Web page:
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Barack Obama’s Nobel speech needlessly insulted Gandhi and Martin Luther King Jr.

I find that this section of Barack Obama’s Nobel speech really rankles:

We must begin by acknowledging the hard truth:  We will not eradicate violent conflict in our lifetimes.  There will be times when nations — acting individually or in concert — will find the use of force not only necessary but morally justified.

I make this statement mindful of what Martin Luther King Jr. said in this same ceremony years ago:  “Violence never brings permanent peace.  It solves no social problem:  it merely creates new and more complicated ones.”  As someone who stands here as a direct consequence of Dr. King’s life work, I am living testimony to the moral force of non-violence.  I know there’s nothing weak — nothing passive — nothing naïve — in the creed and lives of Gandhi and King.

But as a head of state sworn to protect and defend my nation, I cannot be guided by their examples alone.  I face the world as it is, and cannot stand idle in the face of threats to the American people.  For make no mistake:  Evil does exist in the world.  A non-violent movement could not have halted Hitler’s armies.  Negotiations cannot convince al Qaeda’s leaders to lay down their arms.  To say that force may sometimes be necessary is not a call to cynicism — it is a recognition of history; the imperfections of man and the limits of reason.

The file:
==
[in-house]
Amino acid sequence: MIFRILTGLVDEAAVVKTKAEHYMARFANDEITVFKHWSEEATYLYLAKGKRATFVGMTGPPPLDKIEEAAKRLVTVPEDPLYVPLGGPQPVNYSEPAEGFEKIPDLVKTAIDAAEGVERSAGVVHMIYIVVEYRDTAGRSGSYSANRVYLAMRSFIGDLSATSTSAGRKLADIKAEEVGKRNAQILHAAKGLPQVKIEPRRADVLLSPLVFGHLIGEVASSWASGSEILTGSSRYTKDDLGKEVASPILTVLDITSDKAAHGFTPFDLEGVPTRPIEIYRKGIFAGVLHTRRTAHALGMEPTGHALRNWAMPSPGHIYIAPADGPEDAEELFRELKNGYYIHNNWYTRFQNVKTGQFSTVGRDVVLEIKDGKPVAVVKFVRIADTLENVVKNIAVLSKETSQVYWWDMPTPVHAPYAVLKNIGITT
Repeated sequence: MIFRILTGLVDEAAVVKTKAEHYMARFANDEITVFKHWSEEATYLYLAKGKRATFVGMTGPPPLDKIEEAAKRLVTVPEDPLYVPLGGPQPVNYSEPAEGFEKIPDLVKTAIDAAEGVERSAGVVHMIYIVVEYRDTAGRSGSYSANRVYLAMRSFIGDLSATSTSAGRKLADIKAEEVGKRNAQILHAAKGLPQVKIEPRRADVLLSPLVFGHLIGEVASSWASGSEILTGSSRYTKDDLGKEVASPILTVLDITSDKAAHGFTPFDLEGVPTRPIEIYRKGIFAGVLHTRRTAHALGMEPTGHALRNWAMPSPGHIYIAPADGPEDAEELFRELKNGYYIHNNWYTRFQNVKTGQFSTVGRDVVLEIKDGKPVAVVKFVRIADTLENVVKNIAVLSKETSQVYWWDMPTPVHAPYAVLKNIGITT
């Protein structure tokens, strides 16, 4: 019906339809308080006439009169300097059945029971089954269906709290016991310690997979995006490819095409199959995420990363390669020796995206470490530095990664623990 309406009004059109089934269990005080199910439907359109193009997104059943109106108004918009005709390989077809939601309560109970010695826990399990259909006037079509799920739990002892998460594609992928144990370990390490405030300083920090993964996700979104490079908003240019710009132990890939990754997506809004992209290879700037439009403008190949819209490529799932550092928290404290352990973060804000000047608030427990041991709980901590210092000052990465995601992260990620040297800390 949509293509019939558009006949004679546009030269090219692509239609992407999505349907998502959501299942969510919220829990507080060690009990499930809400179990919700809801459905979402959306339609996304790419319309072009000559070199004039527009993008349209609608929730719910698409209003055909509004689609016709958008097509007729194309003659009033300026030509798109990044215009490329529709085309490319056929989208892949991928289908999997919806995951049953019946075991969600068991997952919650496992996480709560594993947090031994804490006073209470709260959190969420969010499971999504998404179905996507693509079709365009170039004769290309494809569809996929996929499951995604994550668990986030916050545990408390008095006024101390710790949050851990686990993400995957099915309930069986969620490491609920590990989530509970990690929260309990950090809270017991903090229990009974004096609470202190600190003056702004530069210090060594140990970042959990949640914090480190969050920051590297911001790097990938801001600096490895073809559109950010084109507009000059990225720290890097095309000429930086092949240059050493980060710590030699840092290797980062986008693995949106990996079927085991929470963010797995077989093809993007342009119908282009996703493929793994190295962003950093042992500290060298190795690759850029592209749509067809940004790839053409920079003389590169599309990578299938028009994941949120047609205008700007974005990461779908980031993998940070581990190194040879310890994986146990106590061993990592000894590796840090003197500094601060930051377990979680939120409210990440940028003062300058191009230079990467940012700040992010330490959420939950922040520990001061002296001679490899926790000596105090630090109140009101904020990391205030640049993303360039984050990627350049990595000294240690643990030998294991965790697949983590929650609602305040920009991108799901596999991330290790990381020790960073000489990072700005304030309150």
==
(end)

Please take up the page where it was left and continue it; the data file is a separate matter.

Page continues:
One clause renders this passage objectionable: “I face the world as it is.”

I’ve read the passage over a couple of times now, and I can’t avoid this sentence’s seeming insistence that Gandhi and King were pie-eyed children who had the luxury of playing with nonviolence while the president is dealing with the “real world” where violence is sometimes necessary.

I don’t disagree that violence is sometimes necessary, and that the roles of spiritual leader/activist are very different from that of president. But. It seems to me that Gandhi and Martin Luther King Jr. also faced the world as it was — and created a profound change to a world that was different using techniques of nonviolence.

In Gandhi’s case, he was facing down the British Empire, which though in decline during the years he challenged it was still very formidable. It is possible, I suppose, that the example of facing down horrific tyranny during World War II forced the Brits to recognize, thanks to Gandhi, the moral untenability of their continued rule of India. But at the end of the day, Gandhi was still in India and the British Empire wasn’t. That’s kind of astounding.